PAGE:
As I start packing to move back to Boston, I’m wondering about my architectural style. Does scene create style? Does the world around you form your tastes, or do you find the things you like, whever you are?
I found this quote from Jung (maybe apocryphal?) in a book on aging a few years ago. I keep it nearby, because it centers me:
Observe what you do to learn who you are.
How better to observe yourself than to view, literally, what you create?
I came into photography with previous tastes, from life as an aesthete and designer. I like clean lines, dramatic black and whites, blasts of color, carving simple from complex, and building complex from simple. Did I move to Albuquerque because I’m drawn to those qualities, or did I come to love them because I moved here?
At some soul-level, this question is always buzzing for me. It’s usually that abstract, but with this move, it’s becoming concrete. The buildings I see every day comfort me. I love their lines, their colors, their shadows. Even when I don’t consider them formally, they feel warm, loved, ripe, and welcoming. And when I break them down, specifically for those lines, colors, and shadows, they reward me fast and tirelessly. The New Mexican sun is my most reliable collaborator.
Boston is another animal. The lines go… everywhere. In a given block, you may see a conversation between architects, but the predominant style is pre-Modern. English, Dutch, and early American. Built for cold, for utility. Abandoned and rebuilt, sold and retrofitted, generation by generation. In one sense, it’s a cornucopia. In another, it’s… a mess. And the Boston sun is about as dependable as the Burque job market.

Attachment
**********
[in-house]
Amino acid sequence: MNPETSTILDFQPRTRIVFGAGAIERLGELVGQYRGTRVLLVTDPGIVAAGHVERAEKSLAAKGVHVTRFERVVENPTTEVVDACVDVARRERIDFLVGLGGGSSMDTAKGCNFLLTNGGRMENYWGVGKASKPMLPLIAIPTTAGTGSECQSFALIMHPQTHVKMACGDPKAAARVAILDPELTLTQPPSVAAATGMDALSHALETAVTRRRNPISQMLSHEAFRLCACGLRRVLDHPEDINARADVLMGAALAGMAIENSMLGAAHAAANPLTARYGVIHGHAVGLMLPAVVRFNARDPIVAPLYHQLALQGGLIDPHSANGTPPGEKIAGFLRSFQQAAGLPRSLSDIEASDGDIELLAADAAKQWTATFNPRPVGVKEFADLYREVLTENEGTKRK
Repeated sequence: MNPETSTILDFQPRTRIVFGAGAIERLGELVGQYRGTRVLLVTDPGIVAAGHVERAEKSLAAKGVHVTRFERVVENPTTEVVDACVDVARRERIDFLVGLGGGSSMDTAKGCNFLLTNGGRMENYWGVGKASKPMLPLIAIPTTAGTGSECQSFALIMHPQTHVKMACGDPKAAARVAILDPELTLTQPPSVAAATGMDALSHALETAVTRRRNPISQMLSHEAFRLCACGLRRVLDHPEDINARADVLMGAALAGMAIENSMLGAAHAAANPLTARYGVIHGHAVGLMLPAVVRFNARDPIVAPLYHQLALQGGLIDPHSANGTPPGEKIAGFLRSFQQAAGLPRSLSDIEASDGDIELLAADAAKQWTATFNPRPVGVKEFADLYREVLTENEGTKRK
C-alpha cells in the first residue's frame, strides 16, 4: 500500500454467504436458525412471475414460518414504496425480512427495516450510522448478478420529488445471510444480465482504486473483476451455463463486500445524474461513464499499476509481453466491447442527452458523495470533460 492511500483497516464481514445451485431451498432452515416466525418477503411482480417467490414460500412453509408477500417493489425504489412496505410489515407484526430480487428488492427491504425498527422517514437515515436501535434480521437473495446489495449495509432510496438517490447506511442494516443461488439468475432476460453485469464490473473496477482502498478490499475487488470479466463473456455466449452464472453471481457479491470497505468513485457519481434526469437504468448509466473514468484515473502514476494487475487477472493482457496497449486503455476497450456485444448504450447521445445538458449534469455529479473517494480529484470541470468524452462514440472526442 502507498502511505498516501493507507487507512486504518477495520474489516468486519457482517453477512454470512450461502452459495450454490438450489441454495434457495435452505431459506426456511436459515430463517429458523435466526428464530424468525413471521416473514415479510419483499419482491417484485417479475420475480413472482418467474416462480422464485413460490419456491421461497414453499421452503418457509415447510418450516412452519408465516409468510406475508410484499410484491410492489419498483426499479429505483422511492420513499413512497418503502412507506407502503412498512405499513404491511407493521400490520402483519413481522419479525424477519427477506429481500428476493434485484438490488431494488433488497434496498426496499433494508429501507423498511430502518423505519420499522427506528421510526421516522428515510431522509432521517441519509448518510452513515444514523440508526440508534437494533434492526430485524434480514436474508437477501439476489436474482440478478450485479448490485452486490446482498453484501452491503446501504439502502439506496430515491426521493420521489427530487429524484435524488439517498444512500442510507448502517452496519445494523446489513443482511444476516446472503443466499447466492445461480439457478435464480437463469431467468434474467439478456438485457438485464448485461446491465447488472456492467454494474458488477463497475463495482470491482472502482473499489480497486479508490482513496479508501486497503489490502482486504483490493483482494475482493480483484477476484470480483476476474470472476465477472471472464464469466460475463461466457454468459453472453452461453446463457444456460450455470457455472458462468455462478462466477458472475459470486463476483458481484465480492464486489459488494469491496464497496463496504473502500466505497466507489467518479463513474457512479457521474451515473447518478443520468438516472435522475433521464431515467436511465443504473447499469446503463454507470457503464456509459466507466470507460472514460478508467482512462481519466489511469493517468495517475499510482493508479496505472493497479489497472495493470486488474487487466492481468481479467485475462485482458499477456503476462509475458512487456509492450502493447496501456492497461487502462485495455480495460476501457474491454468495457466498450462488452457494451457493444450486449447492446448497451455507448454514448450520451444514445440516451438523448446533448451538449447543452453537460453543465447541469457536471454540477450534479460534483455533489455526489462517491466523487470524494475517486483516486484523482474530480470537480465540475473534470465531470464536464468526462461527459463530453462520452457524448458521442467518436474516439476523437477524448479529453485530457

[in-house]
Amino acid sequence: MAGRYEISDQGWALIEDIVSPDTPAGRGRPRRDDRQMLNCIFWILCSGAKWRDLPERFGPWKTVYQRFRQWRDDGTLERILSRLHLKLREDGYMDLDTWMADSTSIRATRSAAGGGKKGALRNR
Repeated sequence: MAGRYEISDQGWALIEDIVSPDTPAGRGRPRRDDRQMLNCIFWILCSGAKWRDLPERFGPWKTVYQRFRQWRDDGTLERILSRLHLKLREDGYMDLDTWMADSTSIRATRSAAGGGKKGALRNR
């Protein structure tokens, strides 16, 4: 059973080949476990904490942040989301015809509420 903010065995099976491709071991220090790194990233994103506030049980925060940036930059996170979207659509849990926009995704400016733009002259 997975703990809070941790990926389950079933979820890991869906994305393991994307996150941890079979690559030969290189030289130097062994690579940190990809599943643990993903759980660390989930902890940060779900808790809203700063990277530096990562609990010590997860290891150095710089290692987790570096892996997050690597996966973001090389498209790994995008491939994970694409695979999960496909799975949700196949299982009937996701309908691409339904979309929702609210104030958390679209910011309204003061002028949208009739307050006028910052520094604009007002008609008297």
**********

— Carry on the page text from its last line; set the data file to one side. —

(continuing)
So how will my work change when I don’t have access to those shadows? Does scene create style, or does style determine scene? Will I fight for those clean lines? Spend more time in Photoshop, removing distractions, making surreal impressions of places? Maybe create those shapes in the studio? Or will I find something else to grip me? I’d sure love to spend more time on studio portraits, which don’t require climate cooperation at all.
There’s a lot to recommend Boston—my partner, my parents, the explosion of options, the expanse of trains and bus routes, Wellesley, the seemingly endless job opportunities, and the dependable sources of water, to name only a few. I’m excited to go. So soon, again, into the unknowing.